The Moderating Effect of Alcohol Use On Protective and Risky Sex Behaviors Among College Students in the Southeast United States

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Objective: College students are a high-risk population for new human immunodeficiency viruses (HIV) diagnoses. Although condom use self-efficacy and HIV knowledge can protect against risky sexual behavior (RSB), these same protective factors have been shown to exacerbate RSB. The influence of alcohol use can further complicate these protective factors to influence RSB.

Participants: 689 African American/Black and non-Hispanic White college students attending a public university in the Southeast United States.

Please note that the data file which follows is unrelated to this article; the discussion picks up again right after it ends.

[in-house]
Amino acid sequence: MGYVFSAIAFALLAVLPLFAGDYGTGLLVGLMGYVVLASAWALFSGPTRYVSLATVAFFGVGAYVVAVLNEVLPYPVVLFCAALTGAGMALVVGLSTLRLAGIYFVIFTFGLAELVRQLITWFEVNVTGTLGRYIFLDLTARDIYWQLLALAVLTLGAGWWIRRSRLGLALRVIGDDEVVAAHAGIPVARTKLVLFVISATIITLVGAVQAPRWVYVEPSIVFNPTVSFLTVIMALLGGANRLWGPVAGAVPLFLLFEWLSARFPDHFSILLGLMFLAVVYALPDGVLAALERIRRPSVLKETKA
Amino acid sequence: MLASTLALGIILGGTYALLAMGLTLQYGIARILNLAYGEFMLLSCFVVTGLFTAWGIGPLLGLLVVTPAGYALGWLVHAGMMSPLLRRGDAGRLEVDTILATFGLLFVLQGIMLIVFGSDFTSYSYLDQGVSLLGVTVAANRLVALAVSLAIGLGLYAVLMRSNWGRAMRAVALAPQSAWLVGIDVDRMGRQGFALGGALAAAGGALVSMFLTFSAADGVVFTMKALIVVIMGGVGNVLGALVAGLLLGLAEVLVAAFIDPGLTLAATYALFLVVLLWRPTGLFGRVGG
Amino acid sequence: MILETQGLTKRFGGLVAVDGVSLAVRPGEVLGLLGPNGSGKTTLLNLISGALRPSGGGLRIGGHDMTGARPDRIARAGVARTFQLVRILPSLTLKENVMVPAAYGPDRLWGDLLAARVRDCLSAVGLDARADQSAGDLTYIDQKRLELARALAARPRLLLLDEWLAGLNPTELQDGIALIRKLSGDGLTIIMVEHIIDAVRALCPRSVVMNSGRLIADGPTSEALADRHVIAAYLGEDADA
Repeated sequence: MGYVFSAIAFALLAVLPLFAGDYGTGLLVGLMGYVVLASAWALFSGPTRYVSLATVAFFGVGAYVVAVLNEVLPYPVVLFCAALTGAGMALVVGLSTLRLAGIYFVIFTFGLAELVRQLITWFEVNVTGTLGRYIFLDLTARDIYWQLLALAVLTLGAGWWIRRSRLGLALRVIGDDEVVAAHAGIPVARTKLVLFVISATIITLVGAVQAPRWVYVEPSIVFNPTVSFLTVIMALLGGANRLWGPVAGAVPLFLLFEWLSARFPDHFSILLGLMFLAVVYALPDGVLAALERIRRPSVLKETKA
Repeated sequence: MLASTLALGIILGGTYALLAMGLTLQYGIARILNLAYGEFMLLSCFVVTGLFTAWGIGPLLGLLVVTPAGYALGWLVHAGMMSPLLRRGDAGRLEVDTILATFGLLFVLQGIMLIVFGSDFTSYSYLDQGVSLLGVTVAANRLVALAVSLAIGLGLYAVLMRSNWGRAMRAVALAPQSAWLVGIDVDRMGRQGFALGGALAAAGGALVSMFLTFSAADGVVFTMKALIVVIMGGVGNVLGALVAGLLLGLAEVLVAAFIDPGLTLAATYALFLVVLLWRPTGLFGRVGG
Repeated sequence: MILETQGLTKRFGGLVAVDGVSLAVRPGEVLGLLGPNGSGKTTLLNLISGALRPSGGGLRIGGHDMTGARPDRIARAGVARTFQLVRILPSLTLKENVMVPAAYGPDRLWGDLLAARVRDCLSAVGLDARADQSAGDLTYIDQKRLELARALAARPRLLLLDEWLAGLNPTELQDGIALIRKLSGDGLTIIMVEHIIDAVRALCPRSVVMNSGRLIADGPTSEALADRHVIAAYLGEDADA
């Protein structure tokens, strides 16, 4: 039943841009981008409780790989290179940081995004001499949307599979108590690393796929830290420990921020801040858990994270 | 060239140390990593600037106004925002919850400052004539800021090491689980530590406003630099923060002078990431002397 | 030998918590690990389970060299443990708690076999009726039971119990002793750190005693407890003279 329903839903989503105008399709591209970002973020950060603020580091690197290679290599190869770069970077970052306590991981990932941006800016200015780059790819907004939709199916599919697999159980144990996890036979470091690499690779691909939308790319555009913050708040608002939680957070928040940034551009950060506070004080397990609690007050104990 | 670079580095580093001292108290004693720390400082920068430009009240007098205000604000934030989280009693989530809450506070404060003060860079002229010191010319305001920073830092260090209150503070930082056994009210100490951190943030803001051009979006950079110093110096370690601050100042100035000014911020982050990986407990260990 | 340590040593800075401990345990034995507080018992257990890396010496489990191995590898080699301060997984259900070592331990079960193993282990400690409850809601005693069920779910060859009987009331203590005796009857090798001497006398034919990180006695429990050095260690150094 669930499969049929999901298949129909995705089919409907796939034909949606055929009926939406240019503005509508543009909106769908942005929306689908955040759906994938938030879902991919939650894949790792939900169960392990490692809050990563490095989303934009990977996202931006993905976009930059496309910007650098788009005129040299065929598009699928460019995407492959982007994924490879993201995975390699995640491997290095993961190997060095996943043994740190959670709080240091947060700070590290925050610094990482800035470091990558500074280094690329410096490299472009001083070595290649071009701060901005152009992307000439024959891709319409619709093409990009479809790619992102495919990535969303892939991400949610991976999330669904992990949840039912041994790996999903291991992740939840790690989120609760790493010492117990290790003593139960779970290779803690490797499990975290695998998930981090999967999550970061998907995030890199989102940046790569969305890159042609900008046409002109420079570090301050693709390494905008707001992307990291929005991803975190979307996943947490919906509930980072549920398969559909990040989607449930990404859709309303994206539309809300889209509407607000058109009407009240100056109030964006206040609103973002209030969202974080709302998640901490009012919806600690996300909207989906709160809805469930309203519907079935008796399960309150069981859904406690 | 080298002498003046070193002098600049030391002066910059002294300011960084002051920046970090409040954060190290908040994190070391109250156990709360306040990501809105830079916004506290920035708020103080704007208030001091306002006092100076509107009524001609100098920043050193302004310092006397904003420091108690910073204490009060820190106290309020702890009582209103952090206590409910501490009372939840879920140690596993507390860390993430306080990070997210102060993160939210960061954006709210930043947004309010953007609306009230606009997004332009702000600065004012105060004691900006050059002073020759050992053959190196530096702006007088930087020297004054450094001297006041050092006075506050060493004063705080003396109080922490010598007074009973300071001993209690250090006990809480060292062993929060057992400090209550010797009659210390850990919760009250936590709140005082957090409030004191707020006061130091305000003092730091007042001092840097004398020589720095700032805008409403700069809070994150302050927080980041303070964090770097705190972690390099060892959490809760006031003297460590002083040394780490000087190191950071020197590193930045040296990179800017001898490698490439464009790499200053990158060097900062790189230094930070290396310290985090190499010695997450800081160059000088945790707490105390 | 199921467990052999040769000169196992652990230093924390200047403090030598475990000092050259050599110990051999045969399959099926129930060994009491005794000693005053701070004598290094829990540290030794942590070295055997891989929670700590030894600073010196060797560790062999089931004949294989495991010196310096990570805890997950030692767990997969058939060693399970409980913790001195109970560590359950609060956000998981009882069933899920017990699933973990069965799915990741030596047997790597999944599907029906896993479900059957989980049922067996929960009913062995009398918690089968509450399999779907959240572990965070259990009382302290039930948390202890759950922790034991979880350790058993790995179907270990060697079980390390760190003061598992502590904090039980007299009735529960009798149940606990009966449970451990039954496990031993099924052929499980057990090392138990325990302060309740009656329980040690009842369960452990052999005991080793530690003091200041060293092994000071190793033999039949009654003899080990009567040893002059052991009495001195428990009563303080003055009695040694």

Method: This study sought to examine the relations between condom use self-efficacy and HIV knowledge with RSB and the moderating effect of alcohol use.

Results: Findings showed positive associations between RSB and HIV knowledge and alcohol use. Unexpectedly, low frequency drinkers with high condom use self-efficacy were at increased risk for RSB compared to high frequency drinking counterparts.

Conclusions: Findings point to the need to target prevention services for low-risk drinkers in college settings.

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